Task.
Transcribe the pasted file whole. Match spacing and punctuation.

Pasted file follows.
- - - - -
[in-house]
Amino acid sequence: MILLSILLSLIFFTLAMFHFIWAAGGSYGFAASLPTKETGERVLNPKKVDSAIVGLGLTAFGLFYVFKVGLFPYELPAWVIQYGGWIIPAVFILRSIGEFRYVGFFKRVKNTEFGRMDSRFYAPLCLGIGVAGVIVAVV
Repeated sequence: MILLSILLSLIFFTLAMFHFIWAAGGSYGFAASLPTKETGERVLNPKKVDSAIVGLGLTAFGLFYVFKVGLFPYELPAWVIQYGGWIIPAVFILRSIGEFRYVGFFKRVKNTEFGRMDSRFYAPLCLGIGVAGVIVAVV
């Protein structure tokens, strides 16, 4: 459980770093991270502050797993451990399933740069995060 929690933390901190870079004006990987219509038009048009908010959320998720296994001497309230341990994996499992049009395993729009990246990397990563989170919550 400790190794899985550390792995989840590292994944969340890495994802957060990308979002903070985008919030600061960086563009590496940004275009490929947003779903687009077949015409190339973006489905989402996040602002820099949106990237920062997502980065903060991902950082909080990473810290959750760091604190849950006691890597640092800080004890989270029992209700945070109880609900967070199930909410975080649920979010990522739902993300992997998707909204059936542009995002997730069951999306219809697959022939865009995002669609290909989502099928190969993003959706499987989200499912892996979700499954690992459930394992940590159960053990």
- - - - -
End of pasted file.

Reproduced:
[in-house]
Amino acid sequence: MILLSILLSLIFFTLAMFHFIWAAGGSYGFAASLPTKETGERVLNPKKVDSAIVGLGLTAFGLFYVFKVGLFPYELPAWVIQYGGWIIPAVFILRSIGEFRYVGFFKRVKNTEFGRMDSRFYAPLCLGIGVAGVIVAVV
Repeated sequence: MILLSILLSLIFFTLAMFHFIWAAGGSYGFAASLPTKETGERVLNPKKVDSAIVGLGLTAFGLFYVFKVGLFPYELPAWVIQYGGWIIPAVFILRSIGEFRYVGFFKRVKNTEFGRMDSRFYAPLCLGIGVAGVIVAVV
């Protein structure tokens, strides 16, 4: 459980770093991270502050797993451990399933740069995060 929690933390901190870079004006990987219509038009048009908010959320998720296994001497309230341990994996499992049009395993729009990246990397990563989170919550 400790190794899985550390792995989840590292994944969340890495994802957060990308979002903070985008919030600061960086563009590496940004275009490929947003779903687009077949015409190339973006489905989402996040602002820099949106990237920062997502980065903060991902950082909080990473810290959750760091604190849950006691890597640092800080004890989270029992209700945070109880609900967070199930909410975080649920979010990522739902993300992997998707909204059936542009995002997730069951999306219809697959022939865009995002669609290909989502099928190969993003959706499987989200499912892996979700499954690992459930394992940590159960053990």